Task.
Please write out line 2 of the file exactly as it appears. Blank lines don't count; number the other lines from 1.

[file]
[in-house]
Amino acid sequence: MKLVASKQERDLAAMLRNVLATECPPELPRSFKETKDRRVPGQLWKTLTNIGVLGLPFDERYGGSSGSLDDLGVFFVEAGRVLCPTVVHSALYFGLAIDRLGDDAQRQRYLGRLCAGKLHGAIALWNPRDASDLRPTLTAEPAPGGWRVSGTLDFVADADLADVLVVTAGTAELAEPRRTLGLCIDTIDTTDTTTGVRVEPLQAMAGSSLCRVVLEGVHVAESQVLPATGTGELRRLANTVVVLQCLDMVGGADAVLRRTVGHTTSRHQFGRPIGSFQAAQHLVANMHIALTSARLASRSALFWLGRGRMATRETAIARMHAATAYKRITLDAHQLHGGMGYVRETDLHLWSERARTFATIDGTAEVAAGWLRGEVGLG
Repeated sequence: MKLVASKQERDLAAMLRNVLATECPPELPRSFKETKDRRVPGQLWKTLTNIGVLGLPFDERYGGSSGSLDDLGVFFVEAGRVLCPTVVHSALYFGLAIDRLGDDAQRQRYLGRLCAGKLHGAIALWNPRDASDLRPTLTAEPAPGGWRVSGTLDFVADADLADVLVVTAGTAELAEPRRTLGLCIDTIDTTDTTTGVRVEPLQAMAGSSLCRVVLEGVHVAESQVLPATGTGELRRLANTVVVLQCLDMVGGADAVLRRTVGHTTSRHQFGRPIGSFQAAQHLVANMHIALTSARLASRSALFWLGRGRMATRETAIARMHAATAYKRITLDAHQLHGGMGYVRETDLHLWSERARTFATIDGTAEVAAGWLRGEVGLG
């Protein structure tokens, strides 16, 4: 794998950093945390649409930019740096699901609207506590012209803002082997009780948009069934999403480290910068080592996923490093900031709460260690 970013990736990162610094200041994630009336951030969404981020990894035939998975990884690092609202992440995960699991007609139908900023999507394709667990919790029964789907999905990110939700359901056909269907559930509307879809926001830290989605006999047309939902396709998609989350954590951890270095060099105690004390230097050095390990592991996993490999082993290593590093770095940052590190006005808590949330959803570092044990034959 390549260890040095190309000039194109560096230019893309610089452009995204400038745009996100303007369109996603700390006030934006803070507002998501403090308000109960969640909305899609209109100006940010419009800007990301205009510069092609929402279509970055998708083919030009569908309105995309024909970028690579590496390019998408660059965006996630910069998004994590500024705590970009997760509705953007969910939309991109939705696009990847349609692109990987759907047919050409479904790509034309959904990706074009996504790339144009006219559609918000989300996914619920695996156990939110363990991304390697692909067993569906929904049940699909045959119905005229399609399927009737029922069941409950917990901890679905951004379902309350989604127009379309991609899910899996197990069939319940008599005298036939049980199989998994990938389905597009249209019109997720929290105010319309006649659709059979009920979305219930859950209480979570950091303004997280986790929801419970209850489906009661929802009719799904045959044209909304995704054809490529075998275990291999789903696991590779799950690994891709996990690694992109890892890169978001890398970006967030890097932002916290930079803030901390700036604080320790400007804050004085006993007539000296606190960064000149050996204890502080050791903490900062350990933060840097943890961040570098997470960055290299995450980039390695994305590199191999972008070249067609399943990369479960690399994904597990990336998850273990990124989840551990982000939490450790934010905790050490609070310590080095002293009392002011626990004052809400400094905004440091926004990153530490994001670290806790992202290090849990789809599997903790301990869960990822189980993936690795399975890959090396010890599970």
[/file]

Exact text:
Amino acid sequence: MKLVASKQERDLAAMLRNVLATECPPELPRSFKETKDRRVPGQLWKTLTNIGVLGLPFDERYGGSSGSLDDLGVFFVEAGRVLCPTVVHSALYFGLAIDRLGDDAQRQRYLGRLCAGKLHGAIALWNPRDASDLRPTLTAEPAPGGWRVSGTLDFVADADLADVLVVTAGTAELAEPRRTLGLCIDTIDTTDTTTGVRVEPLQAMAGSSLCRVVLEGVHVAESQVLPATGTGELRRLANTVVVLQCLDMVGGADAVLRRTVGHTTSRHQFGRPIGSFQAAQHLVANMHIALTSARLASRSALFWLGRGRMATRETAIARMHAATAYKRITLDAHQLHGGMGYVRETDLHLWSERARTFATIDGTAEVAAGWLRGEVGLG